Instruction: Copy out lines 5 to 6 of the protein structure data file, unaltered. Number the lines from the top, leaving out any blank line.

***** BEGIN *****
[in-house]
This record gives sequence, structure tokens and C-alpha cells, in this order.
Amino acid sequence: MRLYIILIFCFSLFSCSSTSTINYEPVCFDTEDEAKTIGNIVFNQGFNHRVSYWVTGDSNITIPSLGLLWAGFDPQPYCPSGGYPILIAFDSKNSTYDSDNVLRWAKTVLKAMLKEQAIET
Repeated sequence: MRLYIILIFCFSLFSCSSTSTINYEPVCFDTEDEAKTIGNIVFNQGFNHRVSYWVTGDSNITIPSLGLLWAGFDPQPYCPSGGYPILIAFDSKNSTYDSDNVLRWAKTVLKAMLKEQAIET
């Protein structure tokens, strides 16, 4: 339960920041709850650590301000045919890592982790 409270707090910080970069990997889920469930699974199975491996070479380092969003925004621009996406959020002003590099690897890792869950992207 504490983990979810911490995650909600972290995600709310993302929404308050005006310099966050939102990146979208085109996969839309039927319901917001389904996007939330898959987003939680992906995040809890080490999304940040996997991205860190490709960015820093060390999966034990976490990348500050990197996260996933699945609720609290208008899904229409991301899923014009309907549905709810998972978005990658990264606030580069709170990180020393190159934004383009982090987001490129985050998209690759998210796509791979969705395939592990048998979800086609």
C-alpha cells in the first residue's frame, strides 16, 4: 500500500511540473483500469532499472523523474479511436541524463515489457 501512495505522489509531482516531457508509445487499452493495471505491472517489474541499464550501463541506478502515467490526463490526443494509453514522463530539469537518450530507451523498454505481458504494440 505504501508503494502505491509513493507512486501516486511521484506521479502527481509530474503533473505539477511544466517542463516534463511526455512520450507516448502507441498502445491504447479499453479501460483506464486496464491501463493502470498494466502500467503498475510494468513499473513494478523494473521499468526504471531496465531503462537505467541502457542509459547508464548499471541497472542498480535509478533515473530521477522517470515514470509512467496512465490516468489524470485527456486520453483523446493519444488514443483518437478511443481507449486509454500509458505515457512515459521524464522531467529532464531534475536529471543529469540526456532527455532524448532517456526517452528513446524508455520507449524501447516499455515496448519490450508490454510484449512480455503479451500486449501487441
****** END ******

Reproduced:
């Protein structure tokens, strides 16, 4: 339960920041709850650590301000045919890592982790 409270707090910080970069990997889920469930699974199975491996070479380092969003925004621009996406959020002003590099690897890792869950992207 504490983990979810911490995650909600972290995600709310993302929404308050005006310099966050939102990146979208085109996969839309039927319901917001389904996007939330898959987003939680992906995040809890080490999304940040996997991205860190490709960015820093060390999966034990976490990348500050990197996260996933699945609720609290208008899904229409991301899923014009309907549905709810998972978005990658990264606030580069709170990180020393190159934004383009982090987001490129985050998209690759998210796509791979969705395939592990048998979800086609």
C-alpha cells in the first residue's frame, strides 16, 4: 500500500511540473483500469532499472523523474479511436541524463515489457 501512495505522489509531482516531457508509445487499452493495471505491472517489474541499464550501463541506478502515467490526463490526443494509453514522463530539469537518450530507451523498454505481458504494440 505504501508503494502505491509513493507512486501516486511521484506521479502527481509530474503533473505539477511544466517542463516534463511526455512520450507516448502507441498502445491504447479499453479501460483506464486496464491501463493502470498494466502500467503498475510494468513499473513494478523494473521499468526504471531496465531503462537505467541502457542509459547508464548499471541497472542498480535509478533515473530521477522517470515514470509512467496512465490516468489524470485527456486520453483523446493519444488514443483518437478511443481507449486509454500509458505515457512515459521524464522531467529532464531534475536529471543529469540526456532527455532524448532517456526517452528513446524508455520507449524501447516499455515496448519490450508490454510484449512480455503479451500486449501487441